Furthermore, children who were bullied over a long period of time were six times more likely to consider suicide.
This increased risk was not explained by other factors like family circumstances or pre-existing emotional problems, according to a study by Dieter Wolke, Ph.D., a professor of psychology at the University of Warwick in the United Kingdom, published in the March issue of the Journal of the American Academy of Child and Adolescent Psychiatry. Wolke and three colleagues looked at data from 6,043 children, as well as from parents and teachers.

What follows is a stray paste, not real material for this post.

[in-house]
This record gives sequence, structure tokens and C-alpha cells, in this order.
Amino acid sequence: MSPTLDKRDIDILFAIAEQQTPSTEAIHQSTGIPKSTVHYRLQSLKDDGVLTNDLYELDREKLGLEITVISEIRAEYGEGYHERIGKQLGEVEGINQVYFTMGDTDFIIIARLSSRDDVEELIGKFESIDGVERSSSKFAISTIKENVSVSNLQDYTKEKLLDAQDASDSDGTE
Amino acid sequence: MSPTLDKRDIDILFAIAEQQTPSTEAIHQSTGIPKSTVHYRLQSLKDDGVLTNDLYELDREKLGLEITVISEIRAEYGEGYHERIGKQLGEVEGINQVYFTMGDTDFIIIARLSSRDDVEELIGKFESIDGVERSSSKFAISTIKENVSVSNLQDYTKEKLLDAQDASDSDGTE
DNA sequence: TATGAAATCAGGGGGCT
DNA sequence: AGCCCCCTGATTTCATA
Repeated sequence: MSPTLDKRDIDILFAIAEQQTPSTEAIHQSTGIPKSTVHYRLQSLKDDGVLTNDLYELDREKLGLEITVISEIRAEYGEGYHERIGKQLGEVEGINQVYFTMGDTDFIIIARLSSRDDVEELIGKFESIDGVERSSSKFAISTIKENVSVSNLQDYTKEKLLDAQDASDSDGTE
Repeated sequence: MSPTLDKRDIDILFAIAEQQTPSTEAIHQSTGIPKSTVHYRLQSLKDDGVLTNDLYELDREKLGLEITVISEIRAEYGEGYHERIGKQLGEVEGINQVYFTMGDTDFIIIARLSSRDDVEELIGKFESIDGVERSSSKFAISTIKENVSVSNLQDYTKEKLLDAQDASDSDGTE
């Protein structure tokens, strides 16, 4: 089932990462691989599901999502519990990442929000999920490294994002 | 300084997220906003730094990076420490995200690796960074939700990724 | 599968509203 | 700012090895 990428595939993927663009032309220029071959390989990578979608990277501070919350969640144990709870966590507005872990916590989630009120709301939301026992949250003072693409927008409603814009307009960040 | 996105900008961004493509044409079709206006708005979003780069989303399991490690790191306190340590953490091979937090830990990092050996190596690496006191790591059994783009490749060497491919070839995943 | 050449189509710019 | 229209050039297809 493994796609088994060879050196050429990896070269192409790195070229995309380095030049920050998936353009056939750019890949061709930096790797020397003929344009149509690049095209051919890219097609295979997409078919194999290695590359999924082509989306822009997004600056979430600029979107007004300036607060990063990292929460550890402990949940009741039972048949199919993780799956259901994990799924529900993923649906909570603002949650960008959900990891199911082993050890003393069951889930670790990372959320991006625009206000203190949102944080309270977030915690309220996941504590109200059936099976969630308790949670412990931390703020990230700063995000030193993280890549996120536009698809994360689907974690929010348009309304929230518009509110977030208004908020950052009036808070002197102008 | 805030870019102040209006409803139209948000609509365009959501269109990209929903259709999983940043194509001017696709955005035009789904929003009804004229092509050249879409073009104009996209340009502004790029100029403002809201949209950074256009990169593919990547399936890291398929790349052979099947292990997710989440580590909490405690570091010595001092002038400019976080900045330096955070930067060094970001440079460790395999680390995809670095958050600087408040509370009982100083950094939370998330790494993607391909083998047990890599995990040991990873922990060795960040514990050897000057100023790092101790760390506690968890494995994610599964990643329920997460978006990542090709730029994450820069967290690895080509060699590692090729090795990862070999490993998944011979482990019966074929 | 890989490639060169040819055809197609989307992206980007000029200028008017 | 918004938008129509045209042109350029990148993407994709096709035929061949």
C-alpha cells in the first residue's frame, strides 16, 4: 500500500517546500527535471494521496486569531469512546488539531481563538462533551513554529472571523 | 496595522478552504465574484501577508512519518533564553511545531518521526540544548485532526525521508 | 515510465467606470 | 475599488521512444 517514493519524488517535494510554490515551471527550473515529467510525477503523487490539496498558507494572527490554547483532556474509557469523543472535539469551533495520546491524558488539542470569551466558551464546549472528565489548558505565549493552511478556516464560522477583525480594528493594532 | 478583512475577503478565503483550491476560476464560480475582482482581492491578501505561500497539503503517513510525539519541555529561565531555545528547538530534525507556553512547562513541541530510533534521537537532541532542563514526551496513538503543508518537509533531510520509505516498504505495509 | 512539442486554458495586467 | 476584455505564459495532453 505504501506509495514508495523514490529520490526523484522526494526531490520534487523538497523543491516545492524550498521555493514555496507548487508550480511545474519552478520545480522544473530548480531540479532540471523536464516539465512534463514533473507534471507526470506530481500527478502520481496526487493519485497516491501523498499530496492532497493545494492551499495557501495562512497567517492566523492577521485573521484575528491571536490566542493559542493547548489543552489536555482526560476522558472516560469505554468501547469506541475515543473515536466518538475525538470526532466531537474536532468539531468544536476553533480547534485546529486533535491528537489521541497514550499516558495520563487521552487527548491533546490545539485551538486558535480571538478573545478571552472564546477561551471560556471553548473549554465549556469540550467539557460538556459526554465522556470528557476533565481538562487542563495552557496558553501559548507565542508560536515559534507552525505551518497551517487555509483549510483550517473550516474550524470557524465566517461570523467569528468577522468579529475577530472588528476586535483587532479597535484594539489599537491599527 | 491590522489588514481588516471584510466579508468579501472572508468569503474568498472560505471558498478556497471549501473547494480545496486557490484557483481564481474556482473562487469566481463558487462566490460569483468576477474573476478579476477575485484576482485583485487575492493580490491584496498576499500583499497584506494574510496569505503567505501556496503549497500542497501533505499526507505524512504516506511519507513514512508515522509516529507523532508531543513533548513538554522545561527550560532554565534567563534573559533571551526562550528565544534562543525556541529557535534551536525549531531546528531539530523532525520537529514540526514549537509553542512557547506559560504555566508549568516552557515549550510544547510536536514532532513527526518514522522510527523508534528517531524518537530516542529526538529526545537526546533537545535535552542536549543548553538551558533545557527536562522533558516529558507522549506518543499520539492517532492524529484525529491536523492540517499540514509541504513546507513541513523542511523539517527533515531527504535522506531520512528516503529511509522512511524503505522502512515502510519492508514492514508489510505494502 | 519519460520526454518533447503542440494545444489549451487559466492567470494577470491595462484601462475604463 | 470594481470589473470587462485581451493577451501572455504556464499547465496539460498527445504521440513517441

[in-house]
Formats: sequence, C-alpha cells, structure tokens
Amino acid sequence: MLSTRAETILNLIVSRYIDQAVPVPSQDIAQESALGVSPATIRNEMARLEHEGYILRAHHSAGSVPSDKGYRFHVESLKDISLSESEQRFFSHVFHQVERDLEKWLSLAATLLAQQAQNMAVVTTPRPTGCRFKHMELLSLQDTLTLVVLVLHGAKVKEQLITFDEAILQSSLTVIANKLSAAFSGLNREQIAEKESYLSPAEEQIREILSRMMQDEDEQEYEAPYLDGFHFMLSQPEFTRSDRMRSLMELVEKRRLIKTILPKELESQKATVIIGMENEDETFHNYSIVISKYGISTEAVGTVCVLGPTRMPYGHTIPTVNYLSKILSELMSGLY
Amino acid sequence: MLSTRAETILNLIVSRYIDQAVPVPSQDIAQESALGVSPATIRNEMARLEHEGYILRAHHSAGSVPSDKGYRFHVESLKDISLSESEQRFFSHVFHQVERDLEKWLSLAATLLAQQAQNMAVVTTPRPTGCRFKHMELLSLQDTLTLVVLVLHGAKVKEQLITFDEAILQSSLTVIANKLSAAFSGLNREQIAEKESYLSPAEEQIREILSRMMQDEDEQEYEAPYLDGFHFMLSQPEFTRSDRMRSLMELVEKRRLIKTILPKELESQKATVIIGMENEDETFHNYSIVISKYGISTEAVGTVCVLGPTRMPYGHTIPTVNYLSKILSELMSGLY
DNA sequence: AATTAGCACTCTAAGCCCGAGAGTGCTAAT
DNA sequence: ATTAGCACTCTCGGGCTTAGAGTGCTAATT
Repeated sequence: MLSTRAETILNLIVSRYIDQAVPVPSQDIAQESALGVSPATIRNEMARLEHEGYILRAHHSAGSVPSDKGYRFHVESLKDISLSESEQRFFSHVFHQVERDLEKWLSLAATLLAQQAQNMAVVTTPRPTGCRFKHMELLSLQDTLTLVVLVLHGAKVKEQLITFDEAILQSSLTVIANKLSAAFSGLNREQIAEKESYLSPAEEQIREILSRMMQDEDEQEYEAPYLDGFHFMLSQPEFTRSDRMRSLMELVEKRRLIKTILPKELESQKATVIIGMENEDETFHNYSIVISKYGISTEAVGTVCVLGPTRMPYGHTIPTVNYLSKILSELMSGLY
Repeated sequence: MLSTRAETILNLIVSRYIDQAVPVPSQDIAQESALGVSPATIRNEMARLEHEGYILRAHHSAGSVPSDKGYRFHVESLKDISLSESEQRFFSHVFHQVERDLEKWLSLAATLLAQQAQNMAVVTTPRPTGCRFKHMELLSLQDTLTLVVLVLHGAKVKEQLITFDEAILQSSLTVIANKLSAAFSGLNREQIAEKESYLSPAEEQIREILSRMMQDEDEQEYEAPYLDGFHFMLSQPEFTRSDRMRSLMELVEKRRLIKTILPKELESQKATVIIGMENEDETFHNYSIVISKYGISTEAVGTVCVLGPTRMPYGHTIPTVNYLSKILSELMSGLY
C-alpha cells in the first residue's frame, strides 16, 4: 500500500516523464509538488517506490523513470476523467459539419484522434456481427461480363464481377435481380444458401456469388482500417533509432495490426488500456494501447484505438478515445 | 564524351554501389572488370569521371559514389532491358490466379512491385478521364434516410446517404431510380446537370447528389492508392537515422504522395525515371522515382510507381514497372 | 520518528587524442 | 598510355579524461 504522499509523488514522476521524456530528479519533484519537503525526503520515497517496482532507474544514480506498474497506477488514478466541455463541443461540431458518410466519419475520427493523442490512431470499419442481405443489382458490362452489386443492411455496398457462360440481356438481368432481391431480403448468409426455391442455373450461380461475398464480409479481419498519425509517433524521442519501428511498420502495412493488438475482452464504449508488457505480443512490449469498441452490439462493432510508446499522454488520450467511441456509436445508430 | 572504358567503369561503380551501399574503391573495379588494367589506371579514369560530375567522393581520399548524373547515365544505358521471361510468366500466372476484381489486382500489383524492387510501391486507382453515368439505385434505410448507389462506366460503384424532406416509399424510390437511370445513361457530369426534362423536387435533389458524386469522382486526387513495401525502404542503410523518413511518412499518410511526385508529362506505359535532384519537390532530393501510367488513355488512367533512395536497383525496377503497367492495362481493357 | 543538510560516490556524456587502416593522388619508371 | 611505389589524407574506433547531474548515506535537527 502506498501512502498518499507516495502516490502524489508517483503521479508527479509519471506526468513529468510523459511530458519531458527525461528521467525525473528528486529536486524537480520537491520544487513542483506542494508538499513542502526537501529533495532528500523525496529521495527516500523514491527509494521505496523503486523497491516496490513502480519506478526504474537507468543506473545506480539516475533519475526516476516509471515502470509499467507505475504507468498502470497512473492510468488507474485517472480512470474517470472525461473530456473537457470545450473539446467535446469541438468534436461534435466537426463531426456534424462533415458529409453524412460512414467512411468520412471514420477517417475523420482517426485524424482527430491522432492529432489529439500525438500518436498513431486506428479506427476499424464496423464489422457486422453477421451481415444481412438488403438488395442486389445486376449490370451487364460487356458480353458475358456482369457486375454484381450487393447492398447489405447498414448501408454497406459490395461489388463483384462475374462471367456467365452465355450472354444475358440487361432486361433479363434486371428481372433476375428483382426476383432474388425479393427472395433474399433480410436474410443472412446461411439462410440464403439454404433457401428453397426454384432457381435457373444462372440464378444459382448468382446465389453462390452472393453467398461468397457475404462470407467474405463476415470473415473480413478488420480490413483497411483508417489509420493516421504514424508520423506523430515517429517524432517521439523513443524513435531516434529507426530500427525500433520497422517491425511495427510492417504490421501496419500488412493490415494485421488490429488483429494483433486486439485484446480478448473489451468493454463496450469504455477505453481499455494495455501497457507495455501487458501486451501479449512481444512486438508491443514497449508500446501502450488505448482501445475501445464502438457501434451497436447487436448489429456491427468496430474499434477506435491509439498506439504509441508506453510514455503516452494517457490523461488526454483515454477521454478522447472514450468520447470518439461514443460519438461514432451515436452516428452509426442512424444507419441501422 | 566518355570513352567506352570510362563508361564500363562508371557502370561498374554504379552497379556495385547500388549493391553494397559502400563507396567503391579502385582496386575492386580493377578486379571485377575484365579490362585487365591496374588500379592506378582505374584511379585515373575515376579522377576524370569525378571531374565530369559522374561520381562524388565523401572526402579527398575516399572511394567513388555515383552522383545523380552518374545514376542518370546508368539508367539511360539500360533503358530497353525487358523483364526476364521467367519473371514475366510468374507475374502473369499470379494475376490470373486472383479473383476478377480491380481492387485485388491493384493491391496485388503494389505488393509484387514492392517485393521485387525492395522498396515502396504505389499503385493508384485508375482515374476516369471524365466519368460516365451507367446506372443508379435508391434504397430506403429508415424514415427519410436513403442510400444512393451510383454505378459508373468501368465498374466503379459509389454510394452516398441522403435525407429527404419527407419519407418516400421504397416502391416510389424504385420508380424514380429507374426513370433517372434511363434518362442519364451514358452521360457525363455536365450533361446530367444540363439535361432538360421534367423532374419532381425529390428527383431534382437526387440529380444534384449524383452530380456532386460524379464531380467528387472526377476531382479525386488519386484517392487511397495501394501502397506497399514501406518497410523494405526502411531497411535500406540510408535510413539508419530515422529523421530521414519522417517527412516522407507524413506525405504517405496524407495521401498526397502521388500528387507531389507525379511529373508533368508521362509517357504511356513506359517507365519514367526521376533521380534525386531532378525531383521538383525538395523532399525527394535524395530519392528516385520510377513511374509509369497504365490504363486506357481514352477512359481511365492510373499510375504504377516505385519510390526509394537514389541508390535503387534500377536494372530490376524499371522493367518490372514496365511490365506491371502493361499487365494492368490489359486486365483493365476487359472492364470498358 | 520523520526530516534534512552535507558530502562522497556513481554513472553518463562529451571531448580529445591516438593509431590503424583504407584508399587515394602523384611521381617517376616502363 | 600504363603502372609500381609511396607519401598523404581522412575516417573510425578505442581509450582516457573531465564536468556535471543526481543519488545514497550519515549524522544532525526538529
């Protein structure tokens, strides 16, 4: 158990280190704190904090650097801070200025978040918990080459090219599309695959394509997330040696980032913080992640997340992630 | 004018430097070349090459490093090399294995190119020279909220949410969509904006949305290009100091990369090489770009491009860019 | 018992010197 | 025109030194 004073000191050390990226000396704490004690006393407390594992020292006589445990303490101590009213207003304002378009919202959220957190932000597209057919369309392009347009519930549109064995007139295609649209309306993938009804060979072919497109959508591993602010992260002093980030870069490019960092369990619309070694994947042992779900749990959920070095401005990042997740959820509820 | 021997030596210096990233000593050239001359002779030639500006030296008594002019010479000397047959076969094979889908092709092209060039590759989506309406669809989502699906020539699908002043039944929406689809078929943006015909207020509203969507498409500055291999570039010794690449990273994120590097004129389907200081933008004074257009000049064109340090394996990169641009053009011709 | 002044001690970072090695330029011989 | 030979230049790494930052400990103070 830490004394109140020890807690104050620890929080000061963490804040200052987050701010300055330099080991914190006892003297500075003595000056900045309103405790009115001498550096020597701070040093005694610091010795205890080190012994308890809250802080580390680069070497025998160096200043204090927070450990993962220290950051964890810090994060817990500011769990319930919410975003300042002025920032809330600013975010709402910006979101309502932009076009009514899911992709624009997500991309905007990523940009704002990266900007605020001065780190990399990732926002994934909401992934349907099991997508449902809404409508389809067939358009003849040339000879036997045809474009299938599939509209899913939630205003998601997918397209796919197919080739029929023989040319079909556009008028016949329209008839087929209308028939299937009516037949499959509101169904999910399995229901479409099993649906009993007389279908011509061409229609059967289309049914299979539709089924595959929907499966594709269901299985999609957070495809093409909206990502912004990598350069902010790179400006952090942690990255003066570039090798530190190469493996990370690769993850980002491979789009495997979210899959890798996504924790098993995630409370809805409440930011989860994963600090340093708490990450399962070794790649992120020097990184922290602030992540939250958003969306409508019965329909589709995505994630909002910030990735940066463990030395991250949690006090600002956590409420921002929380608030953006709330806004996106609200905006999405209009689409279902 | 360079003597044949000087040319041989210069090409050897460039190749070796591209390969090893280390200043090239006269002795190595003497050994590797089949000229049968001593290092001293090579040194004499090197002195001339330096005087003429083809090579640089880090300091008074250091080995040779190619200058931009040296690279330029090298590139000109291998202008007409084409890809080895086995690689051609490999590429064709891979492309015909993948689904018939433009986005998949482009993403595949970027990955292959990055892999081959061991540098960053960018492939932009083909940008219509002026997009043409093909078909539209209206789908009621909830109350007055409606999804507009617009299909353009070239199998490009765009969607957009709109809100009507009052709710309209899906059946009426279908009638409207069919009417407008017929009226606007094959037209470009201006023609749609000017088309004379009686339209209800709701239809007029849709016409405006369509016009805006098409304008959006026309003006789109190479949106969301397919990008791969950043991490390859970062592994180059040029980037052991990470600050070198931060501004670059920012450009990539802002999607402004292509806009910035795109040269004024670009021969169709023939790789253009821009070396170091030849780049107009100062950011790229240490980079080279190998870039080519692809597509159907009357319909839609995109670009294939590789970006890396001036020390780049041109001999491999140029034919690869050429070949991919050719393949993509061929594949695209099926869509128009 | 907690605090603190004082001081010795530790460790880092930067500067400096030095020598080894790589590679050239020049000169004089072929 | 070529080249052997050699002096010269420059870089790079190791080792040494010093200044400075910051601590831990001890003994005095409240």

“Health practitioners should be aware of the relationship between bullying and suicide, and should recognize the very real risks that may be evident earlier in development than commonly thought,” said Wolke in a statement. Targeting interventions from primary school onward could help to prevent chronic exposure to bullying, he said.
For more in Psychiatric News about ways to respond to bullying, click here.
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